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Uber car

If you rely on Uber to get around Kansas, you'll have to find an alternative in short order. The ridesharing firm has ended service in the state after legislators overturned the Governor's veto on SB 117, a bill that tightens restrictions on Uber and similar app-based transportation networks. The stricter insurance requirements in the bill supposedly make it "impossible" for the company to do business. To no one's surprise, Uber is hopping mad -- it insist that the move hurts the availability of safe rides, denies job opportunities and makes Kansas regulation look "backward."

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Periscope on an iPhone

Sure, Twitter's Periscope app will tell you which of your friends are streaming, but what if you want to find out who's broadcasting the local baseball game? You won't have that problem for much longer. Periscope chief Kayvon Beykpour has revealed that the app will soon get a way to find streams in a given area. It won't be so precise that you can creep on others, but it could be helpful for following protests and other unfolding events without having to get a link from someone else. Beykpour suggests that the map-based browsing is coming soon, so you shouldn't have to wait long before Periscope is as good at helping you discover streams as it is for watching them.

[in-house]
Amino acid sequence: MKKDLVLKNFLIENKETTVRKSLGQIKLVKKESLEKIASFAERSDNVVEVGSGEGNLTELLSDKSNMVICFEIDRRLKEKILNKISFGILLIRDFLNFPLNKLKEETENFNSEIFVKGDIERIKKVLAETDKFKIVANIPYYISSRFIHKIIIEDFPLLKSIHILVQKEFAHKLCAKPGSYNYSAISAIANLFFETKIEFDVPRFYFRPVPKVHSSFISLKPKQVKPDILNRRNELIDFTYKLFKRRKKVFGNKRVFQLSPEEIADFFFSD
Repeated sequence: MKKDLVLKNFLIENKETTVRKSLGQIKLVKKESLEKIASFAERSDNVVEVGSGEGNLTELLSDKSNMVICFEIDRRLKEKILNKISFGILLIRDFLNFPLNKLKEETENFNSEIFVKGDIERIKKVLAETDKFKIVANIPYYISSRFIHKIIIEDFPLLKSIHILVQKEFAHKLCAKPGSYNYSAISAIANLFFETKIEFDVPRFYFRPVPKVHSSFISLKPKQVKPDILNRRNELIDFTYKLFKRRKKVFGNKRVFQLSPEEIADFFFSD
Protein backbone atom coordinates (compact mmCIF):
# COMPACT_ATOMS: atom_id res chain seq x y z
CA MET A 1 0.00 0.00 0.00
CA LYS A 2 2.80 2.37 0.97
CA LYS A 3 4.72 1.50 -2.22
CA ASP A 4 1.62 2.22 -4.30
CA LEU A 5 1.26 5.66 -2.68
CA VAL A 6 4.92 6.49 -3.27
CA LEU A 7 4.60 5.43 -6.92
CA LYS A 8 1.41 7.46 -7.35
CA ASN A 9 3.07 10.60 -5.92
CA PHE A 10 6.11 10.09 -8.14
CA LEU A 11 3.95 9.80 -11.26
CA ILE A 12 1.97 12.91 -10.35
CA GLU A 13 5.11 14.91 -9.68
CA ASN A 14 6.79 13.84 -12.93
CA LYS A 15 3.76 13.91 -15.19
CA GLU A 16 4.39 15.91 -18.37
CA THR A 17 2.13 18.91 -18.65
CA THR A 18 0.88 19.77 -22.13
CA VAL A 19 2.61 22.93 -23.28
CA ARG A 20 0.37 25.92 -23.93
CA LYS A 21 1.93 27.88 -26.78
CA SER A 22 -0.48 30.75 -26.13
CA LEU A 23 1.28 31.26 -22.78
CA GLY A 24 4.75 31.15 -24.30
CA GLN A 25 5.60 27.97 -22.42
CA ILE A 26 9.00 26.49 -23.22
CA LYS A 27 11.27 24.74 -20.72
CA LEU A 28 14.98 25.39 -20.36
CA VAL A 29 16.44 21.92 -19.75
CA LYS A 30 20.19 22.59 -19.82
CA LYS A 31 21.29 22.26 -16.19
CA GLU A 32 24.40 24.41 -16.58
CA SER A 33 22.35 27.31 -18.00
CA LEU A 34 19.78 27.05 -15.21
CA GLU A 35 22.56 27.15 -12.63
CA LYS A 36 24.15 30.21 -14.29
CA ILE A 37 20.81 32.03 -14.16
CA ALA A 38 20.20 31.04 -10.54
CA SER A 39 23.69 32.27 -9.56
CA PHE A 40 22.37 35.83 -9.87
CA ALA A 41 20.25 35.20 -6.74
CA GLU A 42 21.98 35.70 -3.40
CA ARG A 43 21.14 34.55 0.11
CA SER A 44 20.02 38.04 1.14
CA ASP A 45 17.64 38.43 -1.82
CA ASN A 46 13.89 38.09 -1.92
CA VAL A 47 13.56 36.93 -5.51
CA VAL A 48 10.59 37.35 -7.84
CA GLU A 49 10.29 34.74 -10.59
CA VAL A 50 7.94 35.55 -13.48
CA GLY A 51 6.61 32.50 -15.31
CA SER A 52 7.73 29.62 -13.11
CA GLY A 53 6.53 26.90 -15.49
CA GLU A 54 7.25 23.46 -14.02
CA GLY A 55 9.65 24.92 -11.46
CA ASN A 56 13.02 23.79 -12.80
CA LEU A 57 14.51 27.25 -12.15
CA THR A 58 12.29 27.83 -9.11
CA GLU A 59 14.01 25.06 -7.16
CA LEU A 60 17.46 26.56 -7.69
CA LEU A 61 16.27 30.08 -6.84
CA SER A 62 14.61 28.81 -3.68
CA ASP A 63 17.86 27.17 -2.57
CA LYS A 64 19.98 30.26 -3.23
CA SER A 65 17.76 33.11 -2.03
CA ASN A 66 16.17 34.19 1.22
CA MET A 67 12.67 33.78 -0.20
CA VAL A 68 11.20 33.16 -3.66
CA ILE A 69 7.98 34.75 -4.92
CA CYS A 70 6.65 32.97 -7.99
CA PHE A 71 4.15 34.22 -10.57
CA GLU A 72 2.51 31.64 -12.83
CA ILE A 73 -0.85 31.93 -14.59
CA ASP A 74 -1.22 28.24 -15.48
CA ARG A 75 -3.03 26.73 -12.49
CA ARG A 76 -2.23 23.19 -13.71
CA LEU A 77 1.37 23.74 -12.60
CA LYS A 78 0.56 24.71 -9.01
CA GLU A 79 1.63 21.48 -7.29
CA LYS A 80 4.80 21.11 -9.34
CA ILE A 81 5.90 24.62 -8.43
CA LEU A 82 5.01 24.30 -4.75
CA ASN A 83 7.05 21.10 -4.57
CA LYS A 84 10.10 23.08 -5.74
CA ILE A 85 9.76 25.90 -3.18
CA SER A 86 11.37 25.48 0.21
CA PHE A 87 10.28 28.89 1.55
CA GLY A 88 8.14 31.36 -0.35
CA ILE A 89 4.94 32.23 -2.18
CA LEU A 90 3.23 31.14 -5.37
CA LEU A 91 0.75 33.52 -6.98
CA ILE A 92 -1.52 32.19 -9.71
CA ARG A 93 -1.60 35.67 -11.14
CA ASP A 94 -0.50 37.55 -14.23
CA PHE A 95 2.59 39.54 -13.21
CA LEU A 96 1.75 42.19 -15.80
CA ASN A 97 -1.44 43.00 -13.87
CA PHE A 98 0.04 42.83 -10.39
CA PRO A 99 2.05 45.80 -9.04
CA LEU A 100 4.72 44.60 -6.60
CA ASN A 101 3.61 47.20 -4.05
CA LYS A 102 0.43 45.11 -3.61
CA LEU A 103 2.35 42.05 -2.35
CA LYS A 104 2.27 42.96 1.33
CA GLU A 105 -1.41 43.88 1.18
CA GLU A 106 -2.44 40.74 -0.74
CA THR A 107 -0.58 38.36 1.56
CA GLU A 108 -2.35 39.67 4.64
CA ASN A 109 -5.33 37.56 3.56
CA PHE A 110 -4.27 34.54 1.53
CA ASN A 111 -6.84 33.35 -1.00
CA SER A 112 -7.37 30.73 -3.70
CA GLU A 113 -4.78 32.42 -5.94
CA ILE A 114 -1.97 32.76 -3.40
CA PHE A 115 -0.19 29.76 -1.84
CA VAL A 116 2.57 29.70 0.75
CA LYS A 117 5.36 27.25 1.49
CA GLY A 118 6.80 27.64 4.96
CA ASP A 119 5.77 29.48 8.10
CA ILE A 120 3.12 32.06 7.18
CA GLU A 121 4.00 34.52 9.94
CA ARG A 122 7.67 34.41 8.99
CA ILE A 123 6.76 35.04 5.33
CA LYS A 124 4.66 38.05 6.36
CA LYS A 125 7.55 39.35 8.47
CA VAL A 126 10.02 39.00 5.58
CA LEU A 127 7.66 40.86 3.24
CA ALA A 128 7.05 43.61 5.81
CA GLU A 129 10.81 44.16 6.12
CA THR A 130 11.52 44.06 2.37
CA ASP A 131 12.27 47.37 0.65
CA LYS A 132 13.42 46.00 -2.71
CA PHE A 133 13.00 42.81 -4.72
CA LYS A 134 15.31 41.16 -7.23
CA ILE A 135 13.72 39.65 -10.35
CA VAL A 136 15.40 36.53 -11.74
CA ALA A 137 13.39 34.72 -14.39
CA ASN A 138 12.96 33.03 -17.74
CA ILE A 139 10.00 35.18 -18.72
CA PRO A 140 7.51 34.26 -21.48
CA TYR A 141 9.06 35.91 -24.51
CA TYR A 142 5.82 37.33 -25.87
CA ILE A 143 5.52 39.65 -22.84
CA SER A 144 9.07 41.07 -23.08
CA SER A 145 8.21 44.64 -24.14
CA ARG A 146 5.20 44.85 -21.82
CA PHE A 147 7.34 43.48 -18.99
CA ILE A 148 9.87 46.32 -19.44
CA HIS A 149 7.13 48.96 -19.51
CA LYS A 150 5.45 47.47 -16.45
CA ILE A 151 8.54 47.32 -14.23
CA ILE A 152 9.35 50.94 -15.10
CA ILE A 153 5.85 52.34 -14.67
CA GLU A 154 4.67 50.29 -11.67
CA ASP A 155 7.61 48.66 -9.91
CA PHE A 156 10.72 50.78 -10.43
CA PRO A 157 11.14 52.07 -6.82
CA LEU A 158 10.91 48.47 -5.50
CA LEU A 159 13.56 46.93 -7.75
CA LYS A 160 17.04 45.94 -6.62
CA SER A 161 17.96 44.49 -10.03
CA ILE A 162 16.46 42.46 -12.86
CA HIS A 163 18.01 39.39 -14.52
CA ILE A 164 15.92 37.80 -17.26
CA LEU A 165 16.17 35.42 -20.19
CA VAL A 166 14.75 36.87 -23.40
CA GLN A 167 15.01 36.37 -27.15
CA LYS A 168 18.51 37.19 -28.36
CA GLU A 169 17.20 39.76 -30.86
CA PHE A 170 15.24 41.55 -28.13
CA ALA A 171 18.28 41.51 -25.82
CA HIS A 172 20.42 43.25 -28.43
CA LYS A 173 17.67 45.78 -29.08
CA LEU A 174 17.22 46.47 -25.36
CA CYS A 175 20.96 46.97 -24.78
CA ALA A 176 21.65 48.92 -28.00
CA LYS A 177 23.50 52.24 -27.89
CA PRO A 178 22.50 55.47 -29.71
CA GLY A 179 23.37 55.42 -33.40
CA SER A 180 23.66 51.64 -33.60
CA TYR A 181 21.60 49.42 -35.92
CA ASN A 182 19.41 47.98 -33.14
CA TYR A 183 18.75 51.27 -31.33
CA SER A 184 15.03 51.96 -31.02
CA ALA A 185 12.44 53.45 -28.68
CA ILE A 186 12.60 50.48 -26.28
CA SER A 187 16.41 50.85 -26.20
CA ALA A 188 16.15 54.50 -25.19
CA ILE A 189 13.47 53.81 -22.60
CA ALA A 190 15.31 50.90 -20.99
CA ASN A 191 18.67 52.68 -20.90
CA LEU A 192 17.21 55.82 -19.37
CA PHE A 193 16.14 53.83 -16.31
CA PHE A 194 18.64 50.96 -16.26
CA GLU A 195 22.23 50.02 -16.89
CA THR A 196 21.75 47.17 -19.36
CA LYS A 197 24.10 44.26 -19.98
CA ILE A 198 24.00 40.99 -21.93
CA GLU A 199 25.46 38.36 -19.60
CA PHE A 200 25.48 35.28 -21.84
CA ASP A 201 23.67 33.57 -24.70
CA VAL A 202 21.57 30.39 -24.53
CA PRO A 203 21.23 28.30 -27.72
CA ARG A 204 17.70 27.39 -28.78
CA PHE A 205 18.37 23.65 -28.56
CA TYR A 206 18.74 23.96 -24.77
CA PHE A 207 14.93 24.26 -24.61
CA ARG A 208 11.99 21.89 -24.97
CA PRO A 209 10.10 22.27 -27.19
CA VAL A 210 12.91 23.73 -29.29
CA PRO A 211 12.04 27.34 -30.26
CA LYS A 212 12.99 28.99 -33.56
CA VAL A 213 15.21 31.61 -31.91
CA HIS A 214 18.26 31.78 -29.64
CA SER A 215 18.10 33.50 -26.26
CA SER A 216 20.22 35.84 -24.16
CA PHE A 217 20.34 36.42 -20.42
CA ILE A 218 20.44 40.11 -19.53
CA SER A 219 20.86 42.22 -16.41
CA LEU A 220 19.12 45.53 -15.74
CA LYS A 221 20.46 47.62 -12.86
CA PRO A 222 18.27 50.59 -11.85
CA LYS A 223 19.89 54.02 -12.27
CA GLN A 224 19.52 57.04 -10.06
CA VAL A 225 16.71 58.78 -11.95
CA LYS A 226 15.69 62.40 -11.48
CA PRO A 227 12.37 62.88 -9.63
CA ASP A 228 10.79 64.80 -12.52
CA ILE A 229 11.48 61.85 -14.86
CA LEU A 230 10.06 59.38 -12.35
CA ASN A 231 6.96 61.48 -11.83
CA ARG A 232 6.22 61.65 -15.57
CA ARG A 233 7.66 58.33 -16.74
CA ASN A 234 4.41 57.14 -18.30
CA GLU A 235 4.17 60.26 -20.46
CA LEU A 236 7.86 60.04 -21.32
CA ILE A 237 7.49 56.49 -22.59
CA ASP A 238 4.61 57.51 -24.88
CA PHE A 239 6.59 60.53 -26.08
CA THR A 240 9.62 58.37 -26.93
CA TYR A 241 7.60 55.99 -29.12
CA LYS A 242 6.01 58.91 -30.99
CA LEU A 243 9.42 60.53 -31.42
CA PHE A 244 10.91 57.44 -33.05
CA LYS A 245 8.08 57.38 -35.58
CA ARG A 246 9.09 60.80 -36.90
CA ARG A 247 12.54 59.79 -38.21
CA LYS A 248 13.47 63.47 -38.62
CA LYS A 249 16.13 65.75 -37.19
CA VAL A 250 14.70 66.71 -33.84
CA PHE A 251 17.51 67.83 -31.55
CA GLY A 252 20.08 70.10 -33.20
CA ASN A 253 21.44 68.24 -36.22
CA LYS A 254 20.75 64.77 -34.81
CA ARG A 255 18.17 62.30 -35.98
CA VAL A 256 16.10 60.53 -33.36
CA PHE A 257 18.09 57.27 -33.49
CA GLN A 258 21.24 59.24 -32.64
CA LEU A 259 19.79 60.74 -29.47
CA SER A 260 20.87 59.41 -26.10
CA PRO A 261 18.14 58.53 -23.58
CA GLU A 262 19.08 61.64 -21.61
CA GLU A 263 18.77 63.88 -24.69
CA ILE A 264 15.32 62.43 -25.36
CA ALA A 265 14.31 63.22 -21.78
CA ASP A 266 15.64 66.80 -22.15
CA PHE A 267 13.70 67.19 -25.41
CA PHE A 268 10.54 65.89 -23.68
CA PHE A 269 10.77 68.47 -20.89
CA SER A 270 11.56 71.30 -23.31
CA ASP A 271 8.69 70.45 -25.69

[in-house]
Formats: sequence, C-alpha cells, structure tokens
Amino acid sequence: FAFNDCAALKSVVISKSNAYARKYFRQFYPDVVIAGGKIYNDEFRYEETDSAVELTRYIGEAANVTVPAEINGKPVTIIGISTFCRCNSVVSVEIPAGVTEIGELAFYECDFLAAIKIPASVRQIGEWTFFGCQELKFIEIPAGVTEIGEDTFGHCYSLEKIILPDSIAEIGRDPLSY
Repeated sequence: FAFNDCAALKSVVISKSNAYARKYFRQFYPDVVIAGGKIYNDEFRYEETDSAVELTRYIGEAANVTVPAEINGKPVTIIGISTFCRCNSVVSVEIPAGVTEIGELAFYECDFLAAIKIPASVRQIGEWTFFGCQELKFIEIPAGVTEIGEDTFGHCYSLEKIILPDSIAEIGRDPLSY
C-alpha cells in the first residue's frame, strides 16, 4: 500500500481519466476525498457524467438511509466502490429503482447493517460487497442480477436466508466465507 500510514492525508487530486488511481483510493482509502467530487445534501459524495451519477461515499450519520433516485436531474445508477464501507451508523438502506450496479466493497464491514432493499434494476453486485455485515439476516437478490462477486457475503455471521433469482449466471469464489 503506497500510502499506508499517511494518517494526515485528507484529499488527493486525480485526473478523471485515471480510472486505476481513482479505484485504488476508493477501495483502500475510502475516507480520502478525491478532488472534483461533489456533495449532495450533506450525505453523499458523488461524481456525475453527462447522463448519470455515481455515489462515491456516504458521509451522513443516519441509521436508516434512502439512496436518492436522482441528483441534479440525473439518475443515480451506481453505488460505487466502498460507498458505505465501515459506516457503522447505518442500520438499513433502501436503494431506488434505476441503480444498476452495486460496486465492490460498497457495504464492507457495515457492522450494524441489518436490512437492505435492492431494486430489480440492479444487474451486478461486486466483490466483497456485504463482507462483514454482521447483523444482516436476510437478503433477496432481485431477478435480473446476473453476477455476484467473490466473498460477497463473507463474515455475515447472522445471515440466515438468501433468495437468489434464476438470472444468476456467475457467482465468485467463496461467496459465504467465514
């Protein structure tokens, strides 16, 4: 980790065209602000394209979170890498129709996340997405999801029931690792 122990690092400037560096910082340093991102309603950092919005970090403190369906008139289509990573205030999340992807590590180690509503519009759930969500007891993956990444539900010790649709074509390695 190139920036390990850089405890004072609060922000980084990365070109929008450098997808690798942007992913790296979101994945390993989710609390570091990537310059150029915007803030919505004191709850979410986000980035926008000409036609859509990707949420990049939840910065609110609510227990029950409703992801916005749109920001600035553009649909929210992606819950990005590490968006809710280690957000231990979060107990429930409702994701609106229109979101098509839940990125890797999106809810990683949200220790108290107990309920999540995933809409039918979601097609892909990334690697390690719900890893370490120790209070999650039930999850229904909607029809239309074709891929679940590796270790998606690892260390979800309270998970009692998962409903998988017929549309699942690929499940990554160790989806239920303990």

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Google Play on a Galaxy S6 Edge

When you make a mobile app, you usually have to find out the hard way what will sell. You can't fiddle with pricing for just a few people, for instance. All that could change very shortly in the Android world, however. Sources for The Information claim that Google is introducing a feature that lets Android developers try different versions of the same Google Play Store page. You could not only see different previews of the app, but different pricing -- the creator could charge you $2 for that hot new game, but ask $3 from others to see if they'll accept higher pricing.

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Statue near National Assembly. Paris, France

In an attempt to prevent terrorist attacks, the French Parliament has approved a new surveillance law that gives unprecedented access to intelligence agencies. According to the BBC, the new bill was drafted three days after the Charlie Hebdo killings. While the government insists that the intelligence-gathering systems will monitor suspicious activities, defenders of civil liberties believe it allows the state to carry out mass surveillance without distinction. Despite the debate, the decision to pass the bill was almost unanimous. Both the ruling Socialists and opposition voted in favor of it.

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Comcast's Xfinity Home has been automating living spaces for a while, but now the company is opening up the cloud-based system to more gadgets. Starting this summer, customers can add devices from August, Automatic, Cuff, Leeo, Lutron, Rachio, SkyBell and Whistle to the kit that already wrangles motion sensors, connected outlets, cameras and more. We're talking about things like August's smart locks, Automatic's car tracker and Cuff's smart jewelery. What's more, Comcast is teaming up with Nest as part of the Works with Nest effort to bring that smart thermostat into the fold, too. In addition to those new partners, Comcast will open up an SDK later this year alongside a Works with Xfinity Home certification program to make sure approved devices can be used with minimal headaches.